The Unexplored World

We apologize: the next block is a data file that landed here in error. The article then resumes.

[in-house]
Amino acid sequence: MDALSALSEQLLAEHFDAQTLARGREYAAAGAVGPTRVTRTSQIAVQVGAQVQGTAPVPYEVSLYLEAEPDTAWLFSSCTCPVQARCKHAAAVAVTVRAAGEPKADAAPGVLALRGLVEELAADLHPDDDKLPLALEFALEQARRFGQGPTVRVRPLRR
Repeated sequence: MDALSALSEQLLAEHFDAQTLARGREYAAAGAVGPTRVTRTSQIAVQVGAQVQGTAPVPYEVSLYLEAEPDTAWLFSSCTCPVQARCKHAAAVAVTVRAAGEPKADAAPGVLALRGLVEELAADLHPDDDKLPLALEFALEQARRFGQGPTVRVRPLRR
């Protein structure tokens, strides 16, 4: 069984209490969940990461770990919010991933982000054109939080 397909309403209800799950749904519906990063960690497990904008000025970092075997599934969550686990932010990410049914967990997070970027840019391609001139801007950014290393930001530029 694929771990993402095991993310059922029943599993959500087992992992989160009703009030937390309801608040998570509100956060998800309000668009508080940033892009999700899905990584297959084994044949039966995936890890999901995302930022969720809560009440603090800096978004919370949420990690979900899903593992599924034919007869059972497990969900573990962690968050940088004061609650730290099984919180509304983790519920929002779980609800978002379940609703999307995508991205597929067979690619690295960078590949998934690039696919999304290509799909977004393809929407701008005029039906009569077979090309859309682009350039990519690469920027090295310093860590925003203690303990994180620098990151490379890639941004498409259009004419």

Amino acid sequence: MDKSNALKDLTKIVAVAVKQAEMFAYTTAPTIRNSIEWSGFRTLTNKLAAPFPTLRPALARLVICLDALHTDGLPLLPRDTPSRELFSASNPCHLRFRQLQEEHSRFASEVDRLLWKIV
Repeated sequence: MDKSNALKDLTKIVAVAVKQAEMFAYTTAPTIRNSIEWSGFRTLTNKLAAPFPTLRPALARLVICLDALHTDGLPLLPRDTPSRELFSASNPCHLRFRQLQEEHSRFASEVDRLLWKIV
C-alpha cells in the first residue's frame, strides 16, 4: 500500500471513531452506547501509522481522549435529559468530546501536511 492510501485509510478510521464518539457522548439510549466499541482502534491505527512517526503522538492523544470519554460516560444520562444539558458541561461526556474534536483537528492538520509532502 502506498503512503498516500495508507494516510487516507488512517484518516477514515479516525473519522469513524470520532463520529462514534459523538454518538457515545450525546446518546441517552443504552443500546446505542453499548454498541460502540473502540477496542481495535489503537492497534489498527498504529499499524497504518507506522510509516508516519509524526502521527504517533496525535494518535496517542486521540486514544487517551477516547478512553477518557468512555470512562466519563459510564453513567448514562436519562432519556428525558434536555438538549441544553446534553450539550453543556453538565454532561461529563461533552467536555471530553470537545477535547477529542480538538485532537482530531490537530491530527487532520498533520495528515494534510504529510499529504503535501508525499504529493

While we all have our heads stuck in some ‘hand-held device,’ the world is swirling around us with SO much to know to and see that we all miss because our world is limited to what we can suss-out on FB or some social networking site. If you can’t fit it into 144 characters, we are out of luck! Wow. As limitless as technology has made our world, it has also confined it to predictable sites that just seem to reaffirm what we already know and think. Seems counter-intuitive, doesn’t it? So let’s try something new today. You game? Come with me as I take you on a journey to some still vast and unexplored areas of our world and outer-world: undersea and outer space. Vast, mysterious and unexplored, they hold so many secrets to all we are and might become, so let’s get started! Mapping the World’s (Few) Protected Seas You guys may need to consult a map of the world for this article…which I encourage you to do…we live in a BIG world…so make it your business to get acquainted with it!!! Gabon and the U.S. have new marine reserves, but just a fraction of the seas is protected. By Daniel Stone, National Geographic The nation of Gabon recently created a first-of-its-kind network of marine protected areas in central Africa, putting 18,000 square miles (46,600 square kilometers) of coastal water off-limits to commercial fishing. The area is home to threatened species such as great hammerhead sharks, manta rays, and whale sharks, and comes shortly after the Obama Administration announced the establishment of the largest marine reserve in the world. The announcements from each nation were substantially supported by research and documentation from National Geographic’s Pristine Seas expeditions. Working with key partners, Pristine Seas aims to explore, survey, and protect some of the last wild places in the world’s oceans. The project “looks for the wildest places in the ocean, to inspire leaders to save them before it’s too late,” Enric Sala, who leads the initiative, said after last week’s Gabon announcement. “Gabon was probably the only such place left in West Africa.” (See pictures of Gabon’s new marine sanctuary.) Still, just over 2 percent of the world’s oceans fall under some sort of official protection. “Although 71 percent of our planet is covered with salt water, we have protected much more of the land than the ocean,” says David Helvarg, founder of the oceans advocacy group Blue Frontier Campaign. New Plan Will Protect 770,000 Square Miles of Ocean, Working With World’s Governments By Brian Clark Howard, National Geographic The National Geographic Society recently announced a major expansion of its campaign to help protect the planet’s most species-rich marine areas, with a goal of convincing governments to officially safeguard more than 770,000 square miles (two million square kilometers) of ocean. The Society aims to help designate more than 20 new underwater locales as marine reserves in the next five years. “Preserving our oceans is essential for protecting biodiversity,” former President Bill Clinton said as he announced the Society’s efforts at the Clinton Global Initiative in New York. “The ocean is the world’s largest natural resource,” Clinton said, noting that it contributes more than $20 trillion to the global economy. Yet, “human impact on the ocean is undeniable.” The expanded effort will build on National Geographic’s Pristine Seas project, which has financed 10 scientific expeditions to remote areas of ocean around the world, including in the South Pacific and off Africa, Russia, and South America. New efforts will target the Seychelles—an archipelago in the Indian Ocean—northern Greenland, and South America’s Patagonia region, Clinton said. As a result of the program’s work, government leaders have protected areas in the United States, Chile, Kiribati, and Costa Rica that cover more than 150,000 square miles (about 400,000 square kilometers). “A few country leaders have already shown tremendous leadership in ocean conservation by creating the largest marine no-take areas in history,” says Enric Sala, a National Geographic Explorer-in-Residence who launched Pristine Seas in 2009. “National Geographic Pristine Seas and our partners are excited to inspire other leaders to protect what’s irreplaceable: the last wild places in the ocean.” Terry Garcia, National Geographic’s chief science and exploration officer, pointed to overfishing, pollution, and climate change as major threats facing the ocean. If the campaign is successful, it will help countries meet the United Nations Convention on Biological Diversity’s target of protecting 10 percent of the world’s oceans by 2020. The Pristine Seas team is already working with national governments to help them create several new marine reserves. One would expand the Pacific Remote Islands Marine National Monument in U.S. waters, making it the largest region of protected area anywhere in the world, on land or sea. Another Pristine Seas project would create a reserve around the United Kingdom’s Pitcairn Islands. Partners announced for Pristine Seas include the Waitt Foundation, Prince Albert of Monaco, the Leonardo DiCaprio Foundation, the Jynwel Foundation, the Leona and Harry Helmsley Charitable Trust, Blancpain, Davidoff Cool Water, Lindblad Expeditions, Dynamic Planet, former President José María Figueres of Costa Rica, and individual donors. Plane Search Shows World’s Oceans Are Full of Trash Search for missing Malaysian plane shines spotlight on giant ocean garbage patches. By Laura Parker, National Geographic Before Malaysia Airlines Flight 370 went missing, sea trash was not a global headliner. But as hundreds of objects sighted off the Australian coast as possible aircraft debris turn out to be discarded fishing equipment, cargo container parts, or plastic shopping bags, a new narrative is emerging in the hunt for the missing plane: There’s more garbage out there than you think. Most of it is plastic. And marine life ingests it, with catastrophic consequences. “This is the first time the whole world is watching, and so it’s a good time for people to understand that our oceans are garbage dumps,” says Kathleen Dohan, a scientist at Earth and Space Research in Seattle, Washington, who maps ocean surface currents. “This is a problem in every ocean basin.” Dohan plotted the movement of debris in a time-lapse video that shows where objects dropped into the ocean will end up in ten years. The objects migrate to regions known as garbage patches. The Pacific and Atlantic Oceans have two patches each, north and south. The Indian Ocean’s garbage patch is centered roughly halfway between Africa and Australia. The term “patch” suggests this floating detritus is packed together in an oceanic version of a landfill. Instead, these “patches” are actually huge zones where debris accumulates but floats free, circulating continuously. So it’s possible for sailing ships and other small boats to inadvertently sail into a garbage patch region and encounter rubbish. Great Pacific Garbage Patch the Largest That was the case in last summer’s Transpacific Yacht Race from Los Angeles, California, to Honolulu, Hawaii, when logs, telephone poles, and other wood debris from the 2011 Japanese earthquake and tsunami drifted into the Texas-size Great Pacific Garbage Patch halfway between Hawaii and California. “There were a dozen or more reports about collisions, and some of the boats were damaged by this floating wood,” says Nikolai Maximenko, an oceanographer at the International Pacific Research Center at the University of Hawaii in Honolulu, who has been studying the earthquake debris’ drift across the Pacific. Maximenko estimates that 100,000 to one million large wood objects, including timber and beams from houses, are still floating in the area. “There is an analogy between that and the Malaysian plane,” he says. “In both cases, we were not able to find anything identifiable on satellite images. We do not have an observation system to track individual objects. This system needs to be built.” Although the formation of the Great Pacific Garbage Patch was predicted in the 1970s by scientists from the Woods Hole Oceanographic Institution in Woods Hole, Massachusetts, it wasn’t documented until 1999 by a sailor named Charles Moore, who competed in the Transpacific race. Plastics Ingested by Birds, Turtles, Whales About 90 percent of the debris in all five garbage patches is plastic, says Marcus Eriksen, a marine scientist and founder of the 5 Gyres Institute, which works to reduce pollution from disposable plastics. “This is relatively new if you think about plastic. Only since the 1950s [have] consumers [used] plastics. Now, a half-century later, we are seeing an abundant accumulation of microplastics from all single-use, throwaway plastics like bags, bottles, bottle caps, kitchen utensils. I have pulled cigarette lighters from hundreds of bird skeletons.” He says sea turtles and California gray whales are also big unintentional consumers of plastic. “You can see fish bites, so gradually, the plastic breaks into smaller and smaller pieces,” says Maximenko. “After it reaches certain sizes, it can be ingested and then it quickly disappears.” The highest concentration of plastics can be found in the North Atlantic garbage patch, which receives most of its content from the United States, Canada, Mexico, and Europe. Indian Ocean Garbage Patch a Mystery Because of its remoteness, the Indian Ocean garbage patch remains more of a mystery. It was discovered in 2010 by Eriksen and his crew, who sailed west from Perth, Australia, toward Africa to document it. Eriksen says it comprises a massive area, at least two million square miles (about five million square kilometers) in size, but with no clear boundaries. “It’s very fluid and changes with the season,” Eriksen says. “You could drag nets in one spot and come back the next day and it’s different.” It also has gaps near Indonesia with very little debris. Maximenko theorizes that much of the marine debris generated by the 2004 Indian Ocean earthquake and tsunami has been salvaged by people living along the Indonesian coastline. The contents of the garbage patch circulate constantly, riding the current known as the Indian Ocean gyre from the Australian side to the African side, down the African coast and back to Australia, Eriksen says. The full rotation takes about six years, unless the debris gets stuck in the center of the patch, where it could remain indefinitely. If the Malaysian Boeing 777 crashed into the zone off the west coast of Australia where searchers are now looking, and if some of that debris remains undiscovered, it is already on its journey west toward Madagascar to join the rest of the junk in the Indian Ocean garbage patch, arriving in about a year. It is pretty amazing that humans seem hell-bent upon destroying our planet WHILE WE STILL ARE LIVING ON IT…which makes NO sense! Anything YOU can do to help eliminate or reduce this terrible and growing problem is just the right and socially responsible thing to do. Good work and thanks for making the effort to help! Now let’s turn our eyes and attention skyward (although undersea exploration IS pretty fascinating, don’t you think?). I went to visit a planetarium recently (and highly recommend you do the same btw!) and was just mesmerized by the vastness of space and by how much we STILL do not know. Meteors that could ruin our DAY are spinning-around out there and could ‘drop by’ to visit at any moment (insert running or screaming emoji here please!)…and yet we go about our day completely oblivious about what is happening far above us in the abyss we call ‘space.’ Sometimes I think we all fail to remember that we are a speck of sand on the giant beach of life, so let’s look skyward for a few moments and see what is new in space that might one day be as routine as your morning breakfast. The article below SHOULD peak your interest! Aspiring Space-Based Nation to Start with Baby Steps recently published a (more than) rather ‘interesting’ article…but I will let you judge for yourself! The proposed space-based nation Asgardia will launch its first satellite this fall to store data for the nation’s newly selected citizens. While it plans to someday host a moon colony and space station, the proposed space-based nation Asgardia is starting small: The project will launch its first satellite this fall to store data for the nation’s newly selected citizens. Some 200,000 were chosen from the more than 500,000 applicants. During a press conference in Hong Kong on June 13, Asgardia’s founder, Igor Ashurbeyli, revealed concrete details about the satellite: Asgardia-1 will be deployed from Orbital ATK’s Cygnus OA-8 resupply spacecraft launching in September (2017). The satellite is 10 x 20 x 20 centimeters (3.9 x 7.9 x 7.9 inches) and has eight batteries and four deployable solar arrays. It will orbit at up to 500 kilometers (310 miles) above Earth. Texas-based space-services firm NanoRacks acts as the satellite’s prime contractor and operator. Someday, Ashurbeyli said, he hopes to create a planetary-defense constellation that will help protect against asteroids, solar flares and human-made space debris; this satellite is just the first step. During the conference, Ashurbeyli also described plans for a space station and moon colony. “We plan to have this station in space and on the moon,” he said. “It will be a four-level orbital station. I think the technical details will be defined by the Ministry of Science, which I hope we will have in the autumn of this year.” Insert pic #8 here: space station details Ashurbeyli didn’t provide additional details, but Asgardia has released imagery of the potential off-Earth locations. One image shows a rotating-wheel space station alongside an interplanetary rocket, and another shows, presumably, the interior of that space station with a wall of windows, a canal and greenery. The rocket has a habitation module and a lunar lander that looks like a cross between the NASA Orion spacecraft and the 1960s Apollo program lunar lander. The approved applicants for Asgardian citizenship will be invited to vote on a constitution for the space-based nation on June 18. At that time, Ashurbeyli said, the organs of the proposed state — the ministries, parliament and executive branch — should be created. Ashurbeyli is calling June 18 Asgardian National Unity Day, and the date will be a public holiday if the state is realized. More than 500,000 people applied for Asgardian citizenship online within 20 days when the project was announced in October last year. The organizers removed ineligible people, such as children, and were left with almost 200,000 people from about 200 countries. (Now, the website lists more than 210,000.) The approved applicants have each received personal certificates of Asgardia and can vote to approve the lawyer-designed constitution on June 18. The constitution was published on June 13. Of the citizenship applicants, 80 percent are men, and the largest demographic comprises 18- to 35-year-olds. While there are applicants from almost every country on Earth, China has the most applicants, followed by Turkey, then the United States and then Italy. People can register as prospective Asgardians on the website. Asgardia is being funded by Ashurbeyli’s nonprofit Aerospace International Research Center (AIRC), based in Vienna. He said he expects that once Asgardia’s constitution is approved, the state will be built by its citizen volunteers and Asgardia will become self-funding. Ashurbeyli said he expects to file for United Nations recognition by April 2018, if Asgardia’s parliament and government have been set up and the satellite launched before then, he said during the conference. In the meantime, AIRC owns Asgardian intellectual property. The company will collect, analyze and fund ideas and startups in space technology for the benefit of Asgardia. Ashurbeyli is also offering 300KB of free data storage on board Asgardia-1 for Asgardian citizens. Family members, up to a maximum of 400,000 people, will get 200KB. Another 1 million people will get 100KB. “Sixty years after the launch of the first-ever artificial satellite, Sputnik, our own space satellite, Asgardia-1, will mark the beginning of a new space era, taking our citizens into space in virtual form, at first,” Ashurbeyli said. Ram Jakhu, the director of McGill University’s Institute of Air and Space Law in Montreal, is the Asgardia project team legal expert. During the conference, he told the press that the Asgardian data stored on Asgardia-1 would be subject to U.S. privacy laws. The Asgardians’ data will also be stored on future Asgardian satellites. Call me crazy (or chicken!!!), but I think I will wait to see how this all works-out before I book my flight lol! Let’s come back down to earth for our next article!